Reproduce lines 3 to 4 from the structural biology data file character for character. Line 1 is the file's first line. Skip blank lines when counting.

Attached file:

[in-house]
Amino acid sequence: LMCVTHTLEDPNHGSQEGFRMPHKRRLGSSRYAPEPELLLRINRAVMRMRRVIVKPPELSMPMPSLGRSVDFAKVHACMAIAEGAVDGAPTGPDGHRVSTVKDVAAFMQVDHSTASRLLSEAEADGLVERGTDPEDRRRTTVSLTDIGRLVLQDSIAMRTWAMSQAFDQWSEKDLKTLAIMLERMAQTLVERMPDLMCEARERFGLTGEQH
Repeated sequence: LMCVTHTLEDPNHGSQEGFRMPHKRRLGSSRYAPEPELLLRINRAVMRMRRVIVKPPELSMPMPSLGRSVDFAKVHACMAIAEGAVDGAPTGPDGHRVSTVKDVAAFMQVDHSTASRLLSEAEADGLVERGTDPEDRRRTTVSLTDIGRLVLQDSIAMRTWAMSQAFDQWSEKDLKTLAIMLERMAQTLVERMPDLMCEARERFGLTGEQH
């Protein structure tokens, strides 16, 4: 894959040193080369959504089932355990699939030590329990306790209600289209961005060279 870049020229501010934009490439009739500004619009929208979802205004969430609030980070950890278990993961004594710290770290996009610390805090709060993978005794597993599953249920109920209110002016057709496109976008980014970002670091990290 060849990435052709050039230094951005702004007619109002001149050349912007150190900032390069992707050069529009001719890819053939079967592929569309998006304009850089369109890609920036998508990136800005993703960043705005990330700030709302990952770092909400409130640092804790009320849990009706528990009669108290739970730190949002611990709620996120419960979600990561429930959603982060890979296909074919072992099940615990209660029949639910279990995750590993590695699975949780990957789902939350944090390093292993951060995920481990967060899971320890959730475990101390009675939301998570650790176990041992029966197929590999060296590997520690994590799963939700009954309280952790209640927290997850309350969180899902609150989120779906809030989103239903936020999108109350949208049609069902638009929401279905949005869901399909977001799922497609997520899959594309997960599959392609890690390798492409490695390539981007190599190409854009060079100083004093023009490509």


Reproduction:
Repeated sequence: LMCVTHTLEDPNHGSQEGFRMPHKRRLGSSRYAPEPELLLRINRAVMRMRRVIVKPPELSMPMPSLGRSVDFAKVHACMAIAEGAVDGAPTGPDGHRVSTVKDVAAFMQVDHSTASRLLSEAEADGLVERGTDPEDRRRTTVSLTDIGRLVLQDSIAMRTWAMSQAFDQWSEKDLKTLAIMLERMAQTLVERMPDLMCEARERFGLTGEQH
């Protein structure tokens, strides 16, 4: 894959040193080369959504089932355990699939030590329990306790209600289209961005060279 870049020229501010934009490439009739500004619009929208979802205004969430609030980070950890278990993961004594710290770290996009610390805090709060993978005794597993599953249920109920209110002016057709496109976008980014970002670091990290 060849990435052709050039230094951005702004007619109002001149050349912007150190900032390069992707050069529009001719890819053939079967592929569309998006304009850089369109890609920036998508990136800005993703960043705005990330700030709302990952770092909400409130640092804790009320849990009706528990009669108290739970730190949002611990709620996120419960979600990561429930959603982060890979296909074919072992099940615990209660029949639910279990995750590993590695699975949780990957789902939350944090390093292993951060995920481990967060899971320890959730475990101390009675939301998570650790176990041992029966197929590999060296590997520690994590799963939700009954309280952790209640927290997850309350969180899902609150989120779906809030989103239903936020999108109350949208049609069902638009929401279905949005869901399909977001799922497609997520899959594309997960599959392609890690390798492409490695390539981007190599190409854009060079100083004093023009490509």